someInput.autocomplete({
    source: data,
    select: function () {
        form.submit();
    }
});

This code will work as long as the user selects an item using the arrow keys and keyboard. The code doesn't work if the user selects an item using the mouse (the proper value doesn't appear in the input or the form submission).

The problem is the select event seems to be designed as more of a pre-processing event. You can implement your own custom selection logic and / or cancel the default logic by returning false from the method. You can also make sure the input is populated before submitting the form.

someInput.autocomplete({
    source: data,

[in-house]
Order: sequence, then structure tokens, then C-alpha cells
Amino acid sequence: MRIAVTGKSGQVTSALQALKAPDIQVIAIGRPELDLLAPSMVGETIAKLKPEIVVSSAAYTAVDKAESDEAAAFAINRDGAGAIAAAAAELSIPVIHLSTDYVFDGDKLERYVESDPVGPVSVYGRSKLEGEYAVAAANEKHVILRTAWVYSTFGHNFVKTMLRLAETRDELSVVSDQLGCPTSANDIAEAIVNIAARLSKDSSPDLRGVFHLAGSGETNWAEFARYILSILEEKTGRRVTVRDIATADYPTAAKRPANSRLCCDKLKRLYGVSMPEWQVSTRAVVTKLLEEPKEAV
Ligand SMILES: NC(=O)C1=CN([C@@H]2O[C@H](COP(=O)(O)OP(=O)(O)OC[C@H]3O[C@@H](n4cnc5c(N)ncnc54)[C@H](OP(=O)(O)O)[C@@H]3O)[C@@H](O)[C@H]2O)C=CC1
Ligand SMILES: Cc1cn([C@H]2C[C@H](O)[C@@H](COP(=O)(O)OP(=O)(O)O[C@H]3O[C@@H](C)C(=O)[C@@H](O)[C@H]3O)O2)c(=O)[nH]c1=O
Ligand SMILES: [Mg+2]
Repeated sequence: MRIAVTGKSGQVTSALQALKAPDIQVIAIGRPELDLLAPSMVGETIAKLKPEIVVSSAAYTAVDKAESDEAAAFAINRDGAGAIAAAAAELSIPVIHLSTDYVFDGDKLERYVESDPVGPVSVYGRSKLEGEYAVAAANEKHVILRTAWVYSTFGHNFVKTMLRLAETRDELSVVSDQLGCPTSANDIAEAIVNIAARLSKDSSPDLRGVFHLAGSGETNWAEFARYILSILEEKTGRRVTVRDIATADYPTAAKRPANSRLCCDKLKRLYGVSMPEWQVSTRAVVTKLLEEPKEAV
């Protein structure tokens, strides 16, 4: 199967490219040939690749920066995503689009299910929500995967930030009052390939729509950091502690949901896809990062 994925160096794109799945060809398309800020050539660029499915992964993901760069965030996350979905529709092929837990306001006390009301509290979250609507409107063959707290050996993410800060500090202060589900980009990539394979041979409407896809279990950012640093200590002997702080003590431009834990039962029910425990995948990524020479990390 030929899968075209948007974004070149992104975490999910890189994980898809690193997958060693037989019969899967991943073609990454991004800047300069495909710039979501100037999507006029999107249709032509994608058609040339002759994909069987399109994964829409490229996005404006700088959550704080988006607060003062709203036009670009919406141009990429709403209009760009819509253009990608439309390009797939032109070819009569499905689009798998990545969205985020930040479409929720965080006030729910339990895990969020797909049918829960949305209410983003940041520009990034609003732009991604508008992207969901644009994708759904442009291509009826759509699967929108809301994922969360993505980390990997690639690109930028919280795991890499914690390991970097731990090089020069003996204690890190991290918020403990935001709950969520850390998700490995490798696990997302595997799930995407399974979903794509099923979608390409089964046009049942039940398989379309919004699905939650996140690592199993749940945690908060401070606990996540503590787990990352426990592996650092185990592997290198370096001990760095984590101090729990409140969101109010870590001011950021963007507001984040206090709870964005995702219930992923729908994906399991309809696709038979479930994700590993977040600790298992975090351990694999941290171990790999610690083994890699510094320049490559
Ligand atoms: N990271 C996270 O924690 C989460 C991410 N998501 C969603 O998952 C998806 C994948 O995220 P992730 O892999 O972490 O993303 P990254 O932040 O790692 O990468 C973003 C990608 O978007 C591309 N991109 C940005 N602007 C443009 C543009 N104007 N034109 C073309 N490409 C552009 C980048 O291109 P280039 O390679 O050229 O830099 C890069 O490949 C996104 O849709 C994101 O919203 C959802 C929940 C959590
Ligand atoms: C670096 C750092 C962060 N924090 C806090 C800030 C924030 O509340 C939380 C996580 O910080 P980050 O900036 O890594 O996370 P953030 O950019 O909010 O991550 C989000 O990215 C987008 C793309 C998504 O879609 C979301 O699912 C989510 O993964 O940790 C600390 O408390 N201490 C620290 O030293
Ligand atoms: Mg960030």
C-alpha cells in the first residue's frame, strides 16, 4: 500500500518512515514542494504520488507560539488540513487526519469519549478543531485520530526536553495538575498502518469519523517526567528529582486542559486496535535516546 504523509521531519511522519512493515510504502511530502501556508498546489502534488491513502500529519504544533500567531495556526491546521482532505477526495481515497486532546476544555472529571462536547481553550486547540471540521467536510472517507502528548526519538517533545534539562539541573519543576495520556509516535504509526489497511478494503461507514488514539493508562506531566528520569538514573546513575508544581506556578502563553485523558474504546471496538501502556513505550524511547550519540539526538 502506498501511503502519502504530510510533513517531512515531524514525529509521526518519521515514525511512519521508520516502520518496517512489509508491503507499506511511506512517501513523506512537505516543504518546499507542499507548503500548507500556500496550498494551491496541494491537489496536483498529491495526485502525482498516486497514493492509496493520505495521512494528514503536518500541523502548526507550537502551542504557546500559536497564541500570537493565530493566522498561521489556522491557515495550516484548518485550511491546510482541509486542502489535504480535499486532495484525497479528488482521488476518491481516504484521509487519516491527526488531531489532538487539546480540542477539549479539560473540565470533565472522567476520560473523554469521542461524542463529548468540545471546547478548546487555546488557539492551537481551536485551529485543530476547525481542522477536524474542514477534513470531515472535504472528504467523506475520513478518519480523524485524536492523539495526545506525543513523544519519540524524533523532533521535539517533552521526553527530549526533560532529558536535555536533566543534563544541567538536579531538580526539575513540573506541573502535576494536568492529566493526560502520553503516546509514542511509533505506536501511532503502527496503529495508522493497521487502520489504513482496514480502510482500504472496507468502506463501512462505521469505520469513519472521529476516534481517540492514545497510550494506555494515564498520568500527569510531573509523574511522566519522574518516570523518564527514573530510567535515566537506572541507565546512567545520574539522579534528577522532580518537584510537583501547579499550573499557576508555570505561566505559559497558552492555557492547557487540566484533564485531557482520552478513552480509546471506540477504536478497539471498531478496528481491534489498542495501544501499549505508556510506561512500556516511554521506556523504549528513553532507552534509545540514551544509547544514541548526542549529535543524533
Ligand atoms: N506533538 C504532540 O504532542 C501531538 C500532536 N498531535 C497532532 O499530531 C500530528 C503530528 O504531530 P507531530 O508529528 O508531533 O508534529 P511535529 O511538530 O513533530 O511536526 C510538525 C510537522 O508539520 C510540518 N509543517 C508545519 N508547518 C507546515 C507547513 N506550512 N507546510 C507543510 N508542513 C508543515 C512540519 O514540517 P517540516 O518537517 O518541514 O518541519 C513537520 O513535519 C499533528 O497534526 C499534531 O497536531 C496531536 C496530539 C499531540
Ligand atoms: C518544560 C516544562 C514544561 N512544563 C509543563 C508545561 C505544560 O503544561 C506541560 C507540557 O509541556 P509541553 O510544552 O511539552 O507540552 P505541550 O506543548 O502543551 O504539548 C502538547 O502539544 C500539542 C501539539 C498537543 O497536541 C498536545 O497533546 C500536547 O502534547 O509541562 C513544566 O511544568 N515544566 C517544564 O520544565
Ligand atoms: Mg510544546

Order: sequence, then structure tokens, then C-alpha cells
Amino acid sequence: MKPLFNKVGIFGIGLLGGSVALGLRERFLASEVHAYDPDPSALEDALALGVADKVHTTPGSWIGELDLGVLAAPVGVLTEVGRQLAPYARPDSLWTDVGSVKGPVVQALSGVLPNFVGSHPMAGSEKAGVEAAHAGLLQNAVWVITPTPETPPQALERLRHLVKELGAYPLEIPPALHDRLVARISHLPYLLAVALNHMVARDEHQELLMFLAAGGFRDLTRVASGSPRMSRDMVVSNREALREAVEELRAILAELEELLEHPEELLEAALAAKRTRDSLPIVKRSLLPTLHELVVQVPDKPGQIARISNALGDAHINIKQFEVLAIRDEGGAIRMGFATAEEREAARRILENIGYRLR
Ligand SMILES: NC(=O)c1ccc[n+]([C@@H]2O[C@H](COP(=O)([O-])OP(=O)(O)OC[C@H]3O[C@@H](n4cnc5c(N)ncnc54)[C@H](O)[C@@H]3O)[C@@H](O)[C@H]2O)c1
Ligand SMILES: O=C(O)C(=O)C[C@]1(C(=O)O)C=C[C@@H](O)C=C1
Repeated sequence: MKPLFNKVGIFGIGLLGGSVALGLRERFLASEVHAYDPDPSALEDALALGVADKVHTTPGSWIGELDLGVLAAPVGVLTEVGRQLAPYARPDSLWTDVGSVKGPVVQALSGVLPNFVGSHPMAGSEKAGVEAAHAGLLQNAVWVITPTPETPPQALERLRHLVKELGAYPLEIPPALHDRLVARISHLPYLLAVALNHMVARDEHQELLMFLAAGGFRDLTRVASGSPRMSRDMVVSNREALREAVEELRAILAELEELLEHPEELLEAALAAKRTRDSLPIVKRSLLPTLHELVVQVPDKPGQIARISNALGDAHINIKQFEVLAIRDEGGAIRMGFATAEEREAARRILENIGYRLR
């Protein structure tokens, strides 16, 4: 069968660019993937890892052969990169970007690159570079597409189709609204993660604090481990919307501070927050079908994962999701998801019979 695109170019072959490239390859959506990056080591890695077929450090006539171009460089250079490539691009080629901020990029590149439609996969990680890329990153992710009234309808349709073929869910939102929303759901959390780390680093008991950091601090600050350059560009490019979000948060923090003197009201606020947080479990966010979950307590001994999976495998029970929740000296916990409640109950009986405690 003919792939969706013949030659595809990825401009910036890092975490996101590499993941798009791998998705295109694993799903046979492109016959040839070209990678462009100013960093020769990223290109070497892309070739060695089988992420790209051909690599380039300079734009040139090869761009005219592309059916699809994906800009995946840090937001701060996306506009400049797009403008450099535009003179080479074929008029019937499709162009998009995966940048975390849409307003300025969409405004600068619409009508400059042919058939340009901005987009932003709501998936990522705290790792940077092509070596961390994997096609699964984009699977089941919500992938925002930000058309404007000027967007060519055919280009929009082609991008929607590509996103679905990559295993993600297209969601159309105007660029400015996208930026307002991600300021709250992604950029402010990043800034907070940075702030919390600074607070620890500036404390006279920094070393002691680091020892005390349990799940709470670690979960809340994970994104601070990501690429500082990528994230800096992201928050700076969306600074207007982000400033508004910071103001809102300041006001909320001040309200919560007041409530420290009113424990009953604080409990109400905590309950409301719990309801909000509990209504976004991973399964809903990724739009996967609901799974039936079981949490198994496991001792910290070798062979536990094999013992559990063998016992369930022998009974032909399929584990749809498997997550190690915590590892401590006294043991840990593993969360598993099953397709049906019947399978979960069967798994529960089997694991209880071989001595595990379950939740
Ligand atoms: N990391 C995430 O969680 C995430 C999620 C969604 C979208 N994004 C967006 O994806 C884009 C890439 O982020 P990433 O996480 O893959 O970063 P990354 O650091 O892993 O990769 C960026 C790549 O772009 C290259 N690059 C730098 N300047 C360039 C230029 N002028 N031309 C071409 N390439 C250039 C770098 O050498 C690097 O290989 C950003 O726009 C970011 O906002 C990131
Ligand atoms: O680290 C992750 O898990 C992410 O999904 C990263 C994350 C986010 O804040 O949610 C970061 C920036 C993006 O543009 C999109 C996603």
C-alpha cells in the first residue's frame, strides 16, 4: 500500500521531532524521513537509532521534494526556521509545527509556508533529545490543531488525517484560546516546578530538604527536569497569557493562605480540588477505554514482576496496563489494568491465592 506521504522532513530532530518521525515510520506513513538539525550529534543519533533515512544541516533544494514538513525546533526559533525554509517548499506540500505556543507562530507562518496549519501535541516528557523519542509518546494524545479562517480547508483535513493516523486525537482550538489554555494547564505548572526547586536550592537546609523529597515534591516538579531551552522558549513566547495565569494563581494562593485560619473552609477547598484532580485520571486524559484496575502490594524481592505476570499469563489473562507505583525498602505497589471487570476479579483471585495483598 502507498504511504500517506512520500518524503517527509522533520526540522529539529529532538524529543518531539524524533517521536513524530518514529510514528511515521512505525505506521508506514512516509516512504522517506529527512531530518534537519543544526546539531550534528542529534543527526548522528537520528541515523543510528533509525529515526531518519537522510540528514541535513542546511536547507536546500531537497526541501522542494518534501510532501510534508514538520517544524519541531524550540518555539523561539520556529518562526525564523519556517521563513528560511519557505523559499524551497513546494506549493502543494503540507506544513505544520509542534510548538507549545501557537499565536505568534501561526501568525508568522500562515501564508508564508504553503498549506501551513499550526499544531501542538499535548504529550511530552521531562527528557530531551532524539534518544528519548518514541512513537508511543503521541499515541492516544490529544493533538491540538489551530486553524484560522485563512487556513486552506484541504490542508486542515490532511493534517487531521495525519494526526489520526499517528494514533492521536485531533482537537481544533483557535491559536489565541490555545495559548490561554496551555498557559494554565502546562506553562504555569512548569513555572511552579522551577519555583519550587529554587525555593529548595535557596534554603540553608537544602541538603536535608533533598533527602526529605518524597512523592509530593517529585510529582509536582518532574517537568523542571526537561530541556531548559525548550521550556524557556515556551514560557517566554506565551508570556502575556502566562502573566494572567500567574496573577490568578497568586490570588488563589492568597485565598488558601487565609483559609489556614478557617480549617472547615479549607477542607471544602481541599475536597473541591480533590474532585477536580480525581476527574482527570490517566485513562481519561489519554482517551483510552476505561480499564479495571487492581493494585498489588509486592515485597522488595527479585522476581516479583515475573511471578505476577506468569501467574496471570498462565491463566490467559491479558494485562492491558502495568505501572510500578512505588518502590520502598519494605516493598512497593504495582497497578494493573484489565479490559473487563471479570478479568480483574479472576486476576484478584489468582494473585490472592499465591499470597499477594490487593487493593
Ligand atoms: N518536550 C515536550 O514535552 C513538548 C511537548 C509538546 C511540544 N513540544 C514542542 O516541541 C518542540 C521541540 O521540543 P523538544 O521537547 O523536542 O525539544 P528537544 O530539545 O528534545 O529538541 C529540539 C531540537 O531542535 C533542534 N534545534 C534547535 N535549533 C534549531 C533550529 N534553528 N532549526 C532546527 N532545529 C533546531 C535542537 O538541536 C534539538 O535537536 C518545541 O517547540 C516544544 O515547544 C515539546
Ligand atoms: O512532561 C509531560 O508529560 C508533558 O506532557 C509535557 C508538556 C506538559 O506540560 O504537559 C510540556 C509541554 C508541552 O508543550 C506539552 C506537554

select: function (event, ui) {
        $(this).val(ui.item.value);
        form.submit();
    }
});

Quacks At Work

Tuesday, April 3, 2012 by K. Scott Allen
0 comments

"The Lords of Finance" includes a story about famous economist John Maynard Keynes, who was diagnosed with a chronic cardiac condition and needed medical help*.

In 1939, he fell into the hands of a Dr. Janos Plesch, a Hungarian Jewish émigré, who, according to Keynes, was a cross between a “genius” and a “quack.” In addition to some highly unorthodox protocols—three-hour sessions of ice packs placed on the chest or Dr. Plesch jumping up and down on his patient as he lay in bed...

Quack! by mikemolJumping up and down on the patient? At least Keynes suspected his doctor was a quack, but once you realize this was only 80 years ago you also begin to realize that medicine spent dozens of centuries treating patients using blood letting and other techniques based on beliefs, faiths, and superstitions.